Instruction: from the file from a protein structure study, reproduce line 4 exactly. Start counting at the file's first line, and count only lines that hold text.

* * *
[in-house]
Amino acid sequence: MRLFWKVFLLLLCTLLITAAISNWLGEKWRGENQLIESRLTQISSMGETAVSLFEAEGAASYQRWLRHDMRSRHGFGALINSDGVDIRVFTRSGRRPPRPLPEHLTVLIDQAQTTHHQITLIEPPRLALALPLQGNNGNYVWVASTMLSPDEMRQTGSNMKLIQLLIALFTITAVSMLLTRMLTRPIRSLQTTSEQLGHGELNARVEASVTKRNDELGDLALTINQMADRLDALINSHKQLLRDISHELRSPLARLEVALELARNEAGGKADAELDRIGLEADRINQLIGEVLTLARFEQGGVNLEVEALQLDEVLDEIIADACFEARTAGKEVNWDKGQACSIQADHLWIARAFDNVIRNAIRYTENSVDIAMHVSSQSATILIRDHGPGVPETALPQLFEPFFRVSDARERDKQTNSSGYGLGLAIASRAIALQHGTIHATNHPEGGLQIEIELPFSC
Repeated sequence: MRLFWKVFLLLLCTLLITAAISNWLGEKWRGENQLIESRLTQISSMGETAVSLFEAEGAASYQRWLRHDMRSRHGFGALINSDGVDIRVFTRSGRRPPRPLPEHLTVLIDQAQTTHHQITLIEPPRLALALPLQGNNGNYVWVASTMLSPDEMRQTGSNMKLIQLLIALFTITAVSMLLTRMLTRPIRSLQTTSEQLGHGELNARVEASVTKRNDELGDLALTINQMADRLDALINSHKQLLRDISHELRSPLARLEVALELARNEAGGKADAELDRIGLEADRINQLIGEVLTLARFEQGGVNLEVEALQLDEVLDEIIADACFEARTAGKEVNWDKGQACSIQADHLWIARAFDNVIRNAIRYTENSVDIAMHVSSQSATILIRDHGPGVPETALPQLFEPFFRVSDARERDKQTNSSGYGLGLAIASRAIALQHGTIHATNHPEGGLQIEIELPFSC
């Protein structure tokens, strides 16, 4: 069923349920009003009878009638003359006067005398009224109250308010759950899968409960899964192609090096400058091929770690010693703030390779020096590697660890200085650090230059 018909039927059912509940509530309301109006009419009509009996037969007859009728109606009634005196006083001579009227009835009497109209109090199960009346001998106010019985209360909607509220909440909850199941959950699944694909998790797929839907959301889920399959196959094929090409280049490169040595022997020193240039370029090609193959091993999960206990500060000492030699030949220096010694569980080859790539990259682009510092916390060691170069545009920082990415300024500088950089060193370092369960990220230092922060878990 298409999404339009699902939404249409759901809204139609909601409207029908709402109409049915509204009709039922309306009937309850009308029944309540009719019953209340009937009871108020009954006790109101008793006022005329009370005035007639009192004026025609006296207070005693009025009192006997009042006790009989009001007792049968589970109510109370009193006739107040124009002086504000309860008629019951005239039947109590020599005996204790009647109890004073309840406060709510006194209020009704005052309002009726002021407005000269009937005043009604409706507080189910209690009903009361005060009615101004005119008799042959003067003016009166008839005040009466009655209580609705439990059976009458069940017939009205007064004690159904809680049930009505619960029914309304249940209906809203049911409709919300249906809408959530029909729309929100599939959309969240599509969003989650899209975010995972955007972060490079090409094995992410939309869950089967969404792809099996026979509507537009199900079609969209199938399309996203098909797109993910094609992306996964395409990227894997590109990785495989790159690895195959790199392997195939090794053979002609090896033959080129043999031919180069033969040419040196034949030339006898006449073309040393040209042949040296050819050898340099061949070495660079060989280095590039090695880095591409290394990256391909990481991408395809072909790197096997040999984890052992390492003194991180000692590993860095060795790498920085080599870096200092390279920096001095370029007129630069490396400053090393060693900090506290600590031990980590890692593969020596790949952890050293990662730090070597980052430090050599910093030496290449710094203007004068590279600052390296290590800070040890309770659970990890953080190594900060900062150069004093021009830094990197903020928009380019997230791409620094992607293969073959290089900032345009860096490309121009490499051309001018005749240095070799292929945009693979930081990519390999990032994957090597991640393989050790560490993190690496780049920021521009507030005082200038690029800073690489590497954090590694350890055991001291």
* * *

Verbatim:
């Protein structure tokens, strides 16, 4: 069923349920009003009878009638003359006067005398009224109250308010759950899968409960899964192609090096400058091929770690010693703030390779020096590697660890200085650090230059 018909039927059912509940509530309301109006009419009509009996037969007859009728109606009634005196006083001579009227009835009497109209109090199960009346001998106010019985209360909607509220909440909850199941959950699944694909998790797929839907959301889920399959196959094929090409280049490169040595022997020193240039370029090609193959091993999960206990500060000492030699030949220096010694569980080859790539990259682009510092916390060691170069545009920082990415300024500088950089060193370092369960990220230092922060878990 298409999404339009699902939404249409759901809204139609909601409207029908709402109409049915509204009709039922309306009937309850009308029944309540009719019953209340009937009871108020009954006790109101008793006022005329009370005035007639009192004026025609006296207070005693009025009192006997009042006790009989009001007792049968589970109510109370009193006739107040124009002086504000309860008629019951005239039947109590020599005996204790009647109890004073309840406060709510006194209020009704005052309002009726002021407005000269009937005043009604409706507080189910209690009903009361005060009615101004005119008799042959003067003016009166008839005040009466009655209580609705439990059976009458069940017939009205007064004690159904809680049930009505619960029914309304249940209906809203049911409709919300249906809408959530029909729309929100599939959309969240599509969003989650899209975010995972955007972060490079090409094995992410939309869950089967969404792809099996026979509507537009199900079609969209199938399309996203098909797109993910094609992306996964395409990227894997590109990785495989790159690895195959790199392997195939090794053979002609090896033959080129043999031919180069033969040419040196034949030339006898006449073309040393040209042949040296050819050898340099061949070495660079060989280095590039090695880095591409290394990256391909990481991408395809072909790197096997040999984890052992390492003194991180000692590993860095060795790498920085080599870096200092390279920096001095370029007129630069490396400053090393060693900090506290600590031990980590890692593969020596790949952890050293990662730090070597980052430090050599910093030496290449710094203007004068590279600052390296290590800070040890309770659970990890953080190594900060900062150069004093021009830094990197903020928009380019997230791409620094992607293969073959290089900032345009860096490309121009490499051309001018005749240095070799292929945009693979930081990519390999990032994957090597991640393989050790560490993190690496780049920021521009507030005082200038690029800073690489590497954090590694350890055991001291």